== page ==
Starting a new job can be stressful, and once you’ve gone through the interview process, things can seem a little bit easier. But you should be mindful of how you conduct yourself at work. There are some things that may not be wise to share at work, there are some things that may not be appropriate to wear, and even email etiquette is something that your co-workers may be keeping a close eye on.

Tips for the workplace include:

  • Being respectful – As obvious as this may seem, always be respectful, no matter who the person is in ranking. Watch what you say and how you say it. Don’t make insensitive or inappropriate comments.

A colleague of mine once said that she notices how people treat those less powerful than them, as that shows a lot about you.

  • Being on time/ punctual – It’s important to always be on time because that person has specifically set time aside to accommodate you, so be respectful and be punctual. If you are running late, let the person know so they aren’t waiting for you.

Some people struggle with this, I know – an ex-colleague was often late – and it was a pain to have to wait for her and waste our time.

  • Sticking to the dress code – If your job has a dress code, stick to it. If you can’t wear a crop top, ripped jeans or sneakers, then don’t try and con the system and try to be a rebel, it could land you in trouble. Personally, when I get ready for work I try to avoid wearing things that may be too casual, despite not having a really strict dress code. The unwritten rule in general should be to assess what your colleagues tend to wear and go from there.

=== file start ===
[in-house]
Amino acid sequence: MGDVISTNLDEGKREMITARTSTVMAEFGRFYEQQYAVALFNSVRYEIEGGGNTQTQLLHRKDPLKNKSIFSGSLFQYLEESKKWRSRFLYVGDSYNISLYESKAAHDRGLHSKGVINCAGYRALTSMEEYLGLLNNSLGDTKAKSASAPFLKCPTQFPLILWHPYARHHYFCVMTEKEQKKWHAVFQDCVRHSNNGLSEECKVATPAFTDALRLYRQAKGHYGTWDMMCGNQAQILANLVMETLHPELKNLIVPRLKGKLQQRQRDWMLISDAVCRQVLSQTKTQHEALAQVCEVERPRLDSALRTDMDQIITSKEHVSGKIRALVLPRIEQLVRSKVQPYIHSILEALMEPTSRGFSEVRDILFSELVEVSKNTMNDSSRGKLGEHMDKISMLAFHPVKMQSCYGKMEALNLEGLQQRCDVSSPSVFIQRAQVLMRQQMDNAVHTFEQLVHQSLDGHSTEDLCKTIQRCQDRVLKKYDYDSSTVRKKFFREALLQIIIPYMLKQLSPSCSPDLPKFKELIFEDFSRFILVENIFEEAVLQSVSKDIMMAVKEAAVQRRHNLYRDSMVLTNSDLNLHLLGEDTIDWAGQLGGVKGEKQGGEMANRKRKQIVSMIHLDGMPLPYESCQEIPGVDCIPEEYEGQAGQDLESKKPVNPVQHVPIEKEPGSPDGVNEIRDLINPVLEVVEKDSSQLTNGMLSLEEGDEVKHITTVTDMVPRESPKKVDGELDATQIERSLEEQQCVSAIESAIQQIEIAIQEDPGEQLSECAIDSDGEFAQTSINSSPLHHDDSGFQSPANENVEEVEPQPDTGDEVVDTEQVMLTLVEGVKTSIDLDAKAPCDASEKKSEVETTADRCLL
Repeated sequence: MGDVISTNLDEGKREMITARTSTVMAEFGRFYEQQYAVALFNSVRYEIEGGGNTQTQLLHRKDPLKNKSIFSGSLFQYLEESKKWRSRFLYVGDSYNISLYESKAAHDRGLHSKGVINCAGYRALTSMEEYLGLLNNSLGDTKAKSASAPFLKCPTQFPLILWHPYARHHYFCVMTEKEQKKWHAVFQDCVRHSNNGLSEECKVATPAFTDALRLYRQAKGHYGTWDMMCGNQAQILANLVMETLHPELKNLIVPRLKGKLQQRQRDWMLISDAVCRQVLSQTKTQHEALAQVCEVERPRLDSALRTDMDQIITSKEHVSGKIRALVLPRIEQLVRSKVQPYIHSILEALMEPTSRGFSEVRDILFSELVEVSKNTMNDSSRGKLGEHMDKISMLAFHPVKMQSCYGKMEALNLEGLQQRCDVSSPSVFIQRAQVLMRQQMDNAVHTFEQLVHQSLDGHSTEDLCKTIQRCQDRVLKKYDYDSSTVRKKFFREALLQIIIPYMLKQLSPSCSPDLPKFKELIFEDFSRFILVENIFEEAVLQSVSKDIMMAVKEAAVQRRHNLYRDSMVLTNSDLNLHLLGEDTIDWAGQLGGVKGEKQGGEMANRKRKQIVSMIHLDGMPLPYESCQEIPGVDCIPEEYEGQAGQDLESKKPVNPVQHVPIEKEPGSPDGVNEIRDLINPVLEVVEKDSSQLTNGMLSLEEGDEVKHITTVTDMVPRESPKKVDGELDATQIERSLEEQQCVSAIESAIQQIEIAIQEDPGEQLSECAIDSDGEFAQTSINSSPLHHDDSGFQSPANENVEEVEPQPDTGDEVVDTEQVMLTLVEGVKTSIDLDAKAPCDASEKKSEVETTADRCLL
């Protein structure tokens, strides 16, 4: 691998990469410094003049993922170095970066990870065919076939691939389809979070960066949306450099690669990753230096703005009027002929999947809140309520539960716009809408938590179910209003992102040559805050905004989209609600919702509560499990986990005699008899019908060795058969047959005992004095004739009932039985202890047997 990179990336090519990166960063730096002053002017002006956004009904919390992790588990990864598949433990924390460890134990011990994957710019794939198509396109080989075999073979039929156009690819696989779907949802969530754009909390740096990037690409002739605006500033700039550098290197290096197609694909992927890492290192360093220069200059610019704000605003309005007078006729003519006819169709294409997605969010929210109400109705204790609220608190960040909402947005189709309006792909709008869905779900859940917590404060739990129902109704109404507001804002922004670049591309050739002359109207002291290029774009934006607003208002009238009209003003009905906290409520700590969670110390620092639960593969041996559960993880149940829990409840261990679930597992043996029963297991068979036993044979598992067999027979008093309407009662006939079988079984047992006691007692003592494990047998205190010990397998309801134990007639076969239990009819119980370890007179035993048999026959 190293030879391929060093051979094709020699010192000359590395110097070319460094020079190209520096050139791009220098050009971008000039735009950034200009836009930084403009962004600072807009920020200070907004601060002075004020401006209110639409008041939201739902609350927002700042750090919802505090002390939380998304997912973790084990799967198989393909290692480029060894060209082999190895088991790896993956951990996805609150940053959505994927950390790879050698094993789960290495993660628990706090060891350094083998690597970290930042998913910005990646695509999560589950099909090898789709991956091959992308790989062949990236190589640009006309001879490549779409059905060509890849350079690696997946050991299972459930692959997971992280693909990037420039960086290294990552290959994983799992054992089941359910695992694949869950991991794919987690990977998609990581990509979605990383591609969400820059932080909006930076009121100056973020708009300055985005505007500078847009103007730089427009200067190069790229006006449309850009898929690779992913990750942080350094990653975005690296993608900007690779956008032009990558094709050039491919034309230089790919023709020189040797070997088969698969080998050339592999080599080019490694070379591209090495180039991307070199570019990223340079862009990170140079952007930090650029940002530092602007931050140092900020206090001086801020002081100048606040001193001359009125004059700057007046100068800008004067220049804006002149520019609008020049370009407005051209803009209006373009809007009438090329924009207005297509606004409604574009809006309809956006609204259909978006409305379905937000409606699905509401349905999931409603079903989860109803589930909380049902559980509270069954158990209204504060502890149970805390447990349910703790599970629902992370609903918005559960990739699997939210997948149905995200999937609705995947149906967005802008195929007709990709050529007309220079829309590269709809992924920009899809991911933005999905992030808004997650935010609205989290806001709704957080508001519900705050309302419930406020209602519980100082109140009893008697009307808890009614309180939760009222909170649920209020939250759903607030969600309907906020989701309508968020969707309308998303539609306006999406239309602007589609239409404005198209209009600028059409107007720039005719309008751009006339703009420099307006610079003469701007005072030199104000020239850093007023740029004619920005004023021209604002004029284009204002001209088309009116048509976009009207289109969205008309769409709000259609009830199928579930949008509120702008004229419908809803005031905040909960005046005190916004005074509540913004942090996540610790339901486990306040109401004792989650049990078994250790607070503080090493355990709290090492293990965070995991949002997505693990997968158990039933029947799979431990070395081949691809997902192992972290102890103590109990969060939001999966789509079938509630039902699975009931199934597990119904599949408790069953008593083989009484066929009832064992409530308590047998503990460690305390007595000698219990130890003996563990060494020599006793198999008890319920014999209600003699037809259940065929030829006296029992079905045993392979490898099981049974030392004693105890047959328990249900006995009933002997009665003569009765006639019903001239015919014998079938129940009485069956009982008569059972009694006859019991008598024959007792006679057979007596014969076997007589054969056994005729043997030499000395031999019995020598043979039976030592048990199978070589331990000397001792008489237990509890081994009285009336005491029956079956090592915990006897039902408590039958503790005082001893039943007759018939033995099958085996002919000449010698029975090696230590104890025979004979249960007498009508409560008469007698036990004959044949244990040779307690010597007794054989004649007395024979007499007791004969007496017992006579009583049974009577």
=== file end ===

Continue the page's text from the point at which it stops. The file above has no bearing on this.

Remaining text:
• Don’t gossip – This is a big no-no. You don’t know who is watching you. It’st’s always good to try and involve yourself in group work discussions, but if it starts to get personal, it would be safer not to engage.

We know how true this can be in personal life, and it is just as true at the work place. If you have a problem with someone, it is much healthier for everyone to speak to them directly.

  • Be accountable – If you make a mistake, let your superior know. They will appreciate your honesty and work ethic and know that they can rely on you to do the right thing.

I struggled with this at first, but it gets easier. It’s so much better than putting your head in the sand – and then the problem gets even bigger.

  • Don’t overshare – I think this can be a little confusing. It’s okay to share a little bit about yourself, but don’t go overboard because some people may not be as open-minded as you think.

Of course if you become close friends with colleagues – like I did – you will share with them on a different level. But we kept those relationships separate from our work personas, and it made it easier that way.

  • Social media – Social media is never truly private, so I would suggest that you watch what you post online. Do not complain about your company online either, it might come back to you! A while ago I saw on social media that there was someone called in sick to work but attended the Taylor Swift concert instead. Just recently someone who phoned in sick was seen in a photograph at a political rally on social media – and they were fired! These are extreme examples, but do go to show how what you do online is never private.

These tips are great for the workplace, and can be used in school or university – and much of it could be useful in your everyday life too.


Tell us: What other tips can you share in relation to work etiquette? 

Read more here about email etiquette.